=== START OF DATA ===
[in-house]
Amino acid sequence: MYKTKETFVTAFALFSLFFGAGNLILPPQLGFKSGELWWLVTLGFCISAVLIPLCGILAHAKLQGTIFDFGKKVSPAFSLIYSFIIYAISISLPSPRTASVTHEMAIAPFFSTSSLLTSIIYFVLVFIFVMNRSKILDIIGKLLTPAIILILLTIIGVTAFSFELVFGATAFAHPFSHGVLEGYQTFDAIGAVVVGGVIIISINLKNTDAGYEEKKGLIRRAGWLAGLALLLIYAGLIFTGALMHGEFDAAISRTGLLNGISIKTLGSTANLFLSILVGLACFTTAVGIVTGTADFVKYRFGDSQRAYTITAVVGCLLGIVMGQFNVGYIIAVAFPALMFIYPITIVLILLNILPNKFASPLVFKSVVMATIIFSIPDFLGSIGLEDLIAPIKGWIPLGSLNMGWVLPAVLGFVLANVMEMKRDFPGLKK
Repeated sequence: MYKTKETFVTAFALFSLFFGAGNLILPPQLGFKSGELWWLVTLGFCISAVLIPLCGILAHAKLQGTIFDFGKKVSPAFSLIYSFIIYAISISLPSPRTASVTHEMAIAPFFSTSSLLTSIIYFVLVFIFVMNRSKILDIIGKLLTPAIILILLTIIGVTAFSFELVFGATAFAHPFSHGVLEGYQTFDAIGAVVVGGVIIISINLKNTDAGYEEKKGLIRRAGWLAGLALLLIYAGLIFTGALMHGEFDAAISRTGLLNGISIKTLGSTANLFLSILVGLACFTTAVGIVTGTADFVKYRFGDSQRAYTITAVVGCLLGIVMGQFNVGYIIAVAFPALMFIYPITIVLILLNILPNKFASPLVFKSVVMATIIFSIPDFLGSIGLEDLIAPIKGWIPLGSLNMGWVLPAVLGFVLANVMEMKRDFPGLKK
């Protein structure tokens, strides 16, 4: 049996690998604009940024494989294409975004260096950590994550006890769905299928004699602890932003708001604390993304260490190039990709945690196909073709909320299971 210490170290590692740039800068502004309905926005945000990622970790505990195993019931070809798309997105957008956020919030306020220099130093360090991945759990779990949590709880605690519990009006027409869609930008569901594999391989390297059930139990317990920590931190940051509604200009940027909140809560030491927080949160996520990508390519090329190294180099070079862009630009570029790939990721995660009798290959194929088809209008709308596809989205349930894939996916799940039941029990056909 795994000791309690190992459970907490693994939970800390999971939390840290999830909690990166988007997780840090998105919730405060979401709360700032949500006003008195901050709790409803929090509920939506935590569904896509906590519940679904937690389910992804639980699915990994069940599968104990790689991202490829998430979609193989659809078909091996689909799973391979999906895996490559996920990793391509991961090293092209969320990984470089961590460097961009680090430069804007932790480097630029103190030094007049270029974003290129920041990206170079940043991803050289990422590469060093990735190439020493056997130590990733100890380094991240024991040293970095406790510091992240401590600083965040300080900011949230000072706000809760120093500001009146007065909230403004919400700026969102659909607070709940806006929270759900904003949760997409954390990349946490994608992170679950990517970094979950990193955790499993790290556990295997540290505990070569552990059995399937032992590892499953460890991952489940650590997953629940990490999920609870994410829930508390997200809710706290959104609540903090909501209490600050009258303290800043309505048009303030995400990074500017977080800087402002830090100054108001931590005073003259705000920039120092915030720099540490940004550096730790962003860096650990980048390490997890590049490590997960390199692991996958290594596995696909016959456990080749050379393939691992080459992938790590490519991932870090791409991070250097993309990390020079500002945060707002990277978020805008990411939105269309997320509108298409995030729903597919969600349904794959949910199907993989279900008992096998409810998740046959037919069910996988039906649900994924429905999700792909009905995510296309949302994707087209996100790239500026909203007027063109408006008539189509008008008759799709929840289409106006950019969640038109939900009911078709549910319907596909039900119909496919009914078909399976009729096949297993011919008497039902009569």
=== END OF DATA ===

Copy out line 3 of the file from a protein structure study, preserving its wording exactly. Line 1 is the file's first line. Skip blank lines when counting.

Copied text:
Repeated sequence: MYKTKETFVTAFALFSLFFGAGNLILPPQLGFKSGELWWLVTLGFCISAVLIPLCGILAHAKLQGTIFDFGKKVSPAFSLIYSFIIYAISISLPSPRTASVTHEMAIAPFFSTSSLLTSIIYFVLVFIFVMNRSKILDIIGKLLTPAIILILLTIIGVTAFSFELVFGATAFAHPFSHGVLEGYQTFDAIGAVVVGGVIIISINLKNTDAGYEEKKGLIRRAGWLAGLALLLIYAGLIFTGALMHGEFDAAISRTGLLNGISIKTLGSTANLFLSILVGLACFTTAVGIVTGTADFVKYRFGDSQRAYTITAVVGCLLGIVMGQFNVGYIIAVAFPALMFIYPITIVLILLNILPNKFASPLVFKSVVMATIIFSIPDFLGSIGLEDLIAPIKGWIPLGSLNMGWVLPAVLGFVLANVMEMKRDFPGLKK